The characteristics of the participants are shown in Table 1. Most of the participants were primiparous (7/11) and had given birth by Caesarean section (7/11).

Table 1 Participant characteristics (N = 11 mothers)


Theme I: providing breast milk is a way to identify as a mother

With their preterm infants hospitalized immediately after birth and limited access to their infants, the mothers experienced difficulties as they attempted to establish their maternal role. “I haven’t seen my [baby] ‘till now [from birth to discharge] … I don’t feel I am a mother.”, “There is no real sense of motherhood.” A significant source of the mothers’ anxiety was their concern for the health and safety of their infants. One admitted that “When the child is hospitalized, I feel very anxious”, while another described the situation as “very stressful.” Adding to maternal anxiety was their limited milk supply, indicated through comments such as “I was anxious when I had no milk after delivery.”

The mothers also reported a sense of helplessness over their inability to participate in their infant’s feeding and care. One reflected, “I don’t know how I got through those days, what I hoped [for] every day was the doctor’s call.” Others reported that the physicians only telephoned the parents if the baby’s condition improved or worsened; if the improvement or deterioration was mild, the call was only made if the physicians had time or felt an update was necessary.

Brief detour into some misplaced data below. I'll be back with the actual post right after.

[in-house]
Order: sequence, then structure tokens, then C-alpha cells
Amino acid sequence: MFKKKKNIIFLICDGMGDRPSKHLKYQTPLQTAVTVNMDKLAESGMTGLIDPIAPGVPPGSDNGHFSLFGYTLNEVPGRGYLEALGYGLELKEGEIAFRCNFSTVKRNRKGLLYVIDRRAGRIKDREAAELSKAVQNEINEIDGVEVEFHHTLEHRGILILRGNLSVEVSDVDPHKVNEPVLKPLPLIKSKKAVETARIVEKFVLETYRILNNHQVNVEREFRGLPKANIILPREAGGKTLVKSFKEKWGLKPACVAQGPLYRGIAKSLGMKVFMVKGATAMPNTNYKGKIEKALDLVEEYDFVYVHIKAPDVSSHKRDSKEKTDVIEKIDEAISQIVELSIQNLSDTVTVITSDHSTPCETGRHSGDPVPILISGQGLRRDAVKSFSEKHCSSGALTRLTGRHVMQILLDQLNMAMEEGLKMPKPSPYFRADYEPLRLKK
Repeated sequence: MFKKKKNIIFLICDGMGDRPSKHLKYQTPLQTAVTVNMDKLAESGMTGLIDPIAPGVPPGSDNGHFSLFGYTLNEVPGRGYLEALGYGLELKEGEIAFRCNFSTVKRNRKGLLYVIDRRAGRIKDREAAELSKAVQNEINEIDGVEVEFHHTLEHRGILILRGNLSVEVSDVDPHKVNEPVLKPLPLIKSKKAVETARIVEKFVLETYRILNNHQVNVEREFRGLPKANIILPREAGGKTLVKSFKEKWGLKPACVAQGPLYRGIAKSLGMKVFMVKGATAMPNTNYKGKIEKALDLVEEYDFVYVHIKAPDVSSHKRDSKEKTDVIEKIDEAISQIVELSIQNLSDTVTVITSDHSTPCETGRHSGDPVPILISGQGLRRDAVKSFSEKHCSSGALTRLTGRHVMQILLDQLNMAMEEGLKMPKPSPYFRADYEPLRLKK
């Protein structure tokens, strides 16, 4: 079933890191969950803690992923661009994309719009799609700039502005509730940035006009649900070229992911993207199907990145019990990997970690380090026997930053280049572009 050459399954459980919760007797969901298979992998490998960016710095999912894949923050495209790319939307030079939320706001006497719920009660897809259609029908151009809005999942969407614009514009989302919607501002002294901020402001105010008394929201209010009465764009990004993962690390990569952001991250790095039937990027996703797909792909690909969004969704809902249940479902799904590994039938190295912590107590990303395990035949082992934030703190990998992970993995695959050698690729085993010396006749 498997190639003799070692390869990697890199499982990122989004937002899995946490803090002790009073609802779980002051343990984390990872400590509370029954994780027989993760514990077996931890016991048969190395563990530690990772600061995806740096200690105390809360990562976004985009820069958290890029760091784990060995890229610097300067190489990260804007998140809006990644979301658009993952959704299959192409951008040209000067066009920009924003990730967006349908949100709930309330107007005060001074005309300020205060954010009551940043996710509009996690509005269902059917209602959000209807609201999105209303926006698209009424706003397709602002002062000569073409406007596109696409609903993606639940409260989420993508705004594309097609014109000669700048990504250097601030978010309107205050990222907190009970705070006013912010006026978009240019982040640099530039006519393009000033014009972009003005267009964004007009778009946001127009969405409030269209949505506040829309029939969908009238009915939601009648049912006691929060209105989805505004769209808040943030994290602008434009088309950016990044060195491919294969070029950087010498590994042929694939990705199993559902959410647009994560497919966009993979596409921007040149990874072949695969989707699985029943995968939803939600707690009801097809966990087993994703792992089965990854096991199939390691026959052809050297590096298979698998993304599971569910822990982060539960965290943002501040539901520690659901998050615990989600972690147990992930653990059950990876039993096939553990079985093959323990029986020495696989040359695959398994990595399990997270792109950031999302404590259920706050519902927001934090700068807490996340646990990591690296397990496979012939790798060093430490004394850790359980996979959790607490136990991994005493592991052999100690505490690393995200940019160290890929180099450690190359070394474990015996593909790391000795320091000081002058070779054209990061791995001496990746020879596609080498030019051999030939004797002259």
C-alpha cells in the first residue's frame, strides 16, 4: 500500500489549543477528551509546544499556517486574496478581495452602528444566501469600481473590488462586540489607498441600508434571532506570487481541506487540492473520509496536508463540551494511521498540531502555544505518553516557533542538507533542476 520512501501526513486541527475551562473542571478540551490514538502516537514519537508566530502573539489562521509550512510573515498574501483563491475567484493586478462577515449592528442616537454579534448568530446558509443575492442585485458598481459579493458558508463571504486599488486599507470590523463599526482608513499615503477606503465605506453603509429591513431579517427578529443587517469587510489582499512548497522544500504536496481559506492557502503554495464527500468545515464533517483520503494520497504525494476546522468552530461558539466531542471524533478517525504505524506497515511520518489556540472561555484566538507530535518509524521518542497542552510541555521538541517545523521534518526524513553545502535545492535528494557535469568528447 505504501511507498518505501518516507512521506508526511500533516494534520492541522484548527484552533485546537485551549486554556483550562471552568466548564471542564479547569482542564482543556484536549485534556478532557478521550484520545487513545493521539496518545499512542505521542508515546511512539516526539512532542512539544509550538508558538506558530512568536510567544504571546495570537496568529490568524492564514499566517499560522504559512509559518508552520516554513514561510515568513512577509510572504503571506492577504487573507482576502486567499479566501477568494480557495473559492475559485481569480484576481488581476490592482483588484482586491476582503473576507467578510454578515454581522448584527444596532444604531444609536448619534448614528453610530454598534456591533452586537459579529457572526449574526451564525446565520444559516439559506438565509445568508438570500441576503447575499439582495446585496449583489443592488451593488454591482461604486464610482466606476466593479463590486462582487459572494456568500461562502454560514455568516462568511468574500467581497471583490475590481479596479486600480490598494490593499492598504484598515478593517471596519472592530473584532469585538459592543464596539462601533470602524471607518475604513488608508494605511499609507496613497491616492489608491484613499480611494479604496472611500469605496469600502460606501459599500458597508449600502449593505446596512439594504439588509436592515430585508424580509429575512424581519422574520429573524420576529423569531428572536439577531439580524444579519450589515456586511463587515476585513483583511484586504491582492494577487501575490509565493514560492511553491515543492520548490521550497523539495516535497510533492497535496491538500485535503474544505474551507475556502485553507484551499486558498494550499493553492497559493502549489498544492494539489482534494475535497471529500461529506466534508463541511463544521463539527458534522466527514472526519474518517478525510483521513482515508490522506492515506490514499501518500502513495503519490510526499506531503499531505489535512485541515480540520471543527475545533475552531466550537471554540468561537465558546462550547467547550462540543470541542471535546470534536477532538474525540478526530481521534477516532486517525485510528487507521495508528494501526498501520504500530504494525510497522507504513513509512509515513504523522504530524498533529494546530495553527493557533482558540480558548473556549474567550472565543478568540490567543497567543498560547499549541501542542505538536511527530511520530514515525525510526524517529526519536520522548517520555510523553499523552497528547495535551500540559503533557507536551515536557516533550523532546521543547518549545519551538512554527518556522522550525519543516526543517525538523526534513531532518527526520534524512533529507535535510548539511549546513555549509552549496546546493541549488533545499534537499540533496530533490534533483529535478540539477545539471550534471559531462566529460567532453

Denied their maternal role, the women admitted they did not feel like they were mothers. “It’s the breasts starting to go up and milk oozing out that let me think I am a mother”. All believed that providing breast milk was the only way to establish a direct connection with their infant. As one observed, “Preterm infants are more fragile than full-term infants. The only thing mothers can do is to express more milk for them”. This observation was endorsed by another who admitted, “When I realized my milk could help him get well sooner, I felt better.”

Theme II: perceptions and intentions

While the mothers felt that providing breast milk for their infants was part of their maternal role, six indicated either mild or no intention of expressing breast milk. One, for example, was “… not sure I can keep on breastfeeding for a long time”, while another “… didn’t want to breastfeed”. Several factors contributed to their ambivalent attitude towards breastfeeding. Some misunderstood the nutrition of breast milk through comments such as: “I don’t think breast milk can provide enough nutrition for preterm infants. They need large amounts of nutrients to get the weight gain. But the breast milk looks pretty dilute and the color is clear. It seems that breast milk has fewer nutrients than the formula.” “Both the amount and quality of breast milk are not good enough. The child will grow slowly if she only [gets] breast milk.” “I think that formula is more nutritious for the [baby’s] weight gain … breast milk is definitely not as good as formula”. Others questioned the impact of their diet on the benefits of their breast milk: “I am afraid that the quality of my milk is not good, and the amount is inadequate… due to my wrong diet, which will affect the health of my kid”.